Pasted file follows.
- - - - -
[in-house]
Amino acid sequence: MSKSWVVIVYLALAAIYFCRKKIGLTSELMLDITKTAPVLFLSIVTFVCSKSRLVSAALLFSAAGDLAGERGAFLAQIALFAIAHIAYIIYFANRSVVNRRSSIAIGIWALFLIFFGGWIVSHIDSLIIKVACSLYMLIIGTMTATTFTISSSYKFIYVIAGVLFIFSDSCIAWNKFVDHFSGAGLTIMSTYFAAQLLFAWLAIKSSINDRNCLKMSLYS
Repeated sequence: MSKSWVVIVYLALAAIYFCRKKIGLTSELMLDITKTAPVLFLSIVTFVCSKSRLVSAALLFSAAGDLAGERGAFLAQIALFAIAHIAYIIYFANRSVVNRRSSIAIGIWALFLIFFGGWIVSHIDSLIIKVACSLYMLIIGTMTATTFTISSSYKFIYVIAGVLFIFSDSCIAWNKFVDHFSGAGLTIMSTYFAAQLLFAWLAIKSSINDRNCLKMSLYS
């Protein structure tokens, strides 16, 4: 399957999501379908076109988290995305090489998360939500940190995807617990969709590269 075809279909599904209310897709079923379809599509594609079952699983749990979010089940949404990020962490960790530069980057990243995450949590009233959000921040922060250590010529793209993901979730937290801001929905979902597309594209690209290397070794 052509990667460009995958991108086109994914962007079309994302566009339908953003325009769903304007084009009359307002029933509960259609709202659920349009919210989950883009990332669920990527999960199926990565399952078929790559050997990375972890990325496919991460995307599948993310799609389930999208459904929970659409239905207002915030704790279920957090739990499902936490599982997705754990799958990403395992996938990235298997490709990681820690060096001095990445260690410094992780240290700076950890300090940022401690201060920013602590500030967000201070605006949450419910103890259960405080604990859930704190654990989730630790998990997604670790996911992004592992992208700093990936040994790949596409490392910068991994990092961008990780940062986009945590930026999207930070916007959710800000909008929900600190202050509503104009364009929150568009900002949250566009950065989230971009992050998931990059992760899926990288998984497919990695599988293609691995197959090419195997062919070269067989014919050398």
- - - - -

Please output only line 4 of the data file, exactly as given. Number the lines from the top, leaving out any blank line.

């Protein structure tokens, strides 16, 4: 399957999501379908076109988290995305090489998360939500940190995807617990969709590269 075809279909599904209310897709079923379809599509594609079952699983749990979010089940949404990020962490960790530069980057990243995450949590009233959000921040922060250590010529793209993901979730937290801001929905979902597309594209690209290397070794 052509990667460009995958991108086109994914962007079309994302566009339908953003325009769903304007084009009359307002029933509960259609709202659920349009919210989950883009990332669920990527999960199926990565399952078929790559050997990375972890990325496919991460995307599948993310799609389930999208459904929970659409239905207002915030704790279920957090739990499902936490599982997705754990799958990403395992996938990235298997490709990681820690060096001095990445260690410094992780240290700076950890300090940022401690201060920013602590500030967000201070605006949450419910103890259960405080604990859930704190654990989730630790998990997604670790996911992004592992992208700093990936040994790949596409490392910068991994990092961008990780940062986009945590930026999207930070916007959710800000909008929900600190202050509503104009364009929150568009900002949250566009950065989230971009992050998931990059992760899926990288998984497919990695599988293609691995197959090419195997062919070269067989014919050398």